If you’ve found yourself here, you might have recently been wondering, “what is BIM in construction?” Fortunately, we have the answer.
BIM stands for Building Information Modeling. It’s an intelligent 3D model-based process that gives architecture, engineering, and construction (AEC) professionals the insight and tools to more efficiently plan, design, construct, and manage buildings and infrastructure. BIM in construction is the use of digital 3D models during the construction process.
Scaled models of buildings have existed for at least as long as humans have been planning anything more ambitious than a mud hut–and maybe even longer than that. Children in indigenous cultures have been observed to build miniature versions of their communities’ structures as a form of play, which helps them develop the skills they’ll use later to participate in construction.
For most of the 20th century, complex building projects were often built first as scale models, the pride and joy of many an architect’s office. They helped designers visualize the project and identify problems and obstacles to overcome during the design phase, and assisted owners in understanding what their final product might look like. Though expensive and time-consuming to construct, physical models were valuable in helping to avoid costly mistakes.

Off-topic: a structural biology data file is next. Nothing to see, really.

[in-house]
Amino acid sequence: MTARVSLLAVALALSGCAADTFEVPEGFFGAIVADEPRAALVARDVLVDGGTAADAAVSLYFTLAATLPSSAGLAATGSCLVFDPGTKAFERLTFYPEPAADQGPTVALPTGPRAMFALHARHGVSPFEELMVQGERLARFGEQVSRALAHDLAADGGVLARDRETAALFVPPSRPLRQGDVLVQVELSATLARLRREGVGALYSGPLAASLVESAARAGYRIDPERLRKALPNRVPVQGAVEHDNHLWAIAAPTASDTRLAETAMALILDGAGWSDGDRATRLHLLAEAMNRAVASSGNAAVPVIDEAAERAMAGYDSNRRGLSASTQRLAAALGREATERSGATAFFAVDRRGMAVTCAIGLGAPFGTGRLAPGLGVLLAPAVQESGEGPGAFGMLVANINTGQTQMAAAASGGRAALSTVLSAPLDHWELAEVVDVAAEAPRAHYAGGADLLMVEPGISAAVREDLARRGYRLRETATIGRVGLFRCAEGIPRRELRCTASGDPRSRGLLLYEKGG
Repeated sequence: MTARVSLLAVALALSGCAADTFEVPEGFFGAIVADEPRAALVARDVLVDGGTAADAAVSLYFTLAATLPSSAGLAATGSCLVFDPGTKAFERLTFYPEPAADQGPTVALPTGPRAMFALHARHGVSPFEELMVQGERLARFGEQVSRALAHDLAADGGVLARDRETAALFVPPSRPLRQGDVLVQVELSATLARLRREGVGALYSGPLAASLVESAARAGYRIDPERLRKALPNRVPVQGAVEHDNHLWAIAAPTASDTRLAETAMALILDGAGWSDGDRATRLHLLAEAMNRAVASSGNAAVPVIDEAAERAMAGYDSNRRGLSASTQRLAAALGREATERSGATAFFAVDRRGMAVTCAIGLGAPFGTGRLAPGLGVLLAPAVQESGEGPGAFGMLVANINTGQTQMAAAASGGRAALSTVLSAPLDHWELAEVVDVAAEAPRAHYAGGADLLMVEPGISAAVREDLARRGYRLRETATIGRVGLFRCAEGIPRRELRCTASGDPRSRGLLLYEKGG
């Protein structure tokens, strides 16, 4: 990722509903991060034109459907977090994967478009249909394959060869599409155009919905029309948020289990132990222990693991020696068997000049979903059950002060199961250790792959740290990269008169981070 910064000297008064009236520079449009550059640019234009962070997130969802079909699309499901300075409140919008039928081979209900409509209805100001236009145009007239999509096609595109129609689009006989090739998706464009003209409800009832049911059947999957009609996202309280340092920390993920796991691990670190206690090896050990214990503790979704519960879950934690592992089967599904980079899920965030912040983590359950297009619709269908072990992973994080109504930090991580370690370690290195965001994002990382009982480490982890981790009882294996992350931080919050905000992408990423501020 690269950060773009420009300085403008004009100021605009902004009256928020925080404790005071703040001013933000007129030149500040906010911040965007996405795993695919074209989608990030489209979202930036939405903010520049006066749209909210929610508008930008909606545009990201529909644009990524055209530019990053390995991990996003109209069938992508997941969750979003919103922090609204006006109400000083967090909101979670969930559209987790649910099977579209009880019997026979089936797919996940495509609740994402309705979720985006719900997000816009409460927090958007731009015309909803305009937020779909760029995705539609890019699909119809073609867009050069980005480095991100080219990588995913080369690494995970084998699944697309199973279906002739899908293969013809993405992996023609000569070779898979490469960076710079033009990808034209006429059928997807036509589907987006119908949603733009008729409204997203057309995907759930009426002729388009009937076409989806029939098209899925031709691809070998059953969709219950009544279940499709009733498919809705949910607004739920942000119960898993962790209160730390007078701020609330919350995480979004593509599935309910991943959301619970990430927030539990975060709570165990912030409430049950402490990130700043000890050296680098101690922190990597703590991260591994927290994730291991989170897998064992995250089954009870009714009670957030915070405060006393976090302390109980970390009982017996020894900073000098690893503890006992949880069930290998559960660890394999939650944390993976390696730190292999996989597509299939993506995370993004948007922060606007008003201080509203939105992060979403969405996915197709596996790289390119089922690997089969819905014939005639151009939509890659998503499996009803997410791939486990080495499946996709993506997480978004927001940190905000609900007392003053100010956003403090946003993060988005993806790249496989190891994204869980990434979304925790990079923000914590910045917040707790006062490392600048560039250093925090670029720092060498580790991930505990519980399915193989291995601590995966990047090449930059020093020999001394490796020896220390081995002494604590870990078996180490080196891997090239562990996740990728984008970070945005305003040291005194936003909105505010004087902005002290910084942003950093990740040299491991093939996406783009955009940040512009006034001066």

A digital “building model” was first used in the 1980s in the construction of London’s Heathrow Airport, at the time one of the world’s most complex and cutting-edge air transportation facilities. The terms “Building Information Model” and “Building Information Modeling” came into popular use in the 1990s and early 2000s.
Autodesk pioneered the technology in its modern form and, in 2002, published a white paper titled “Building Information Modeling” that helped to spread both the technology and the use of the terms “BIM” and “Building Information Model.”
For years, BIM was used by architects and engineers, primarily to replace digital scaled models and enable more detailed and flexible visualizations of plans. It had the benefits of being cheaper, faster, more detailed, and easier to modify.
Until recently, however, the benefits of BIM were largely unavailable to the construction industry, which continued to use paper drawings and 2D files well into the 21st century and, by many companies, still today.
But AutodeskBIM 360 provides a new way of managing Building Information Models to meet the needs of construction.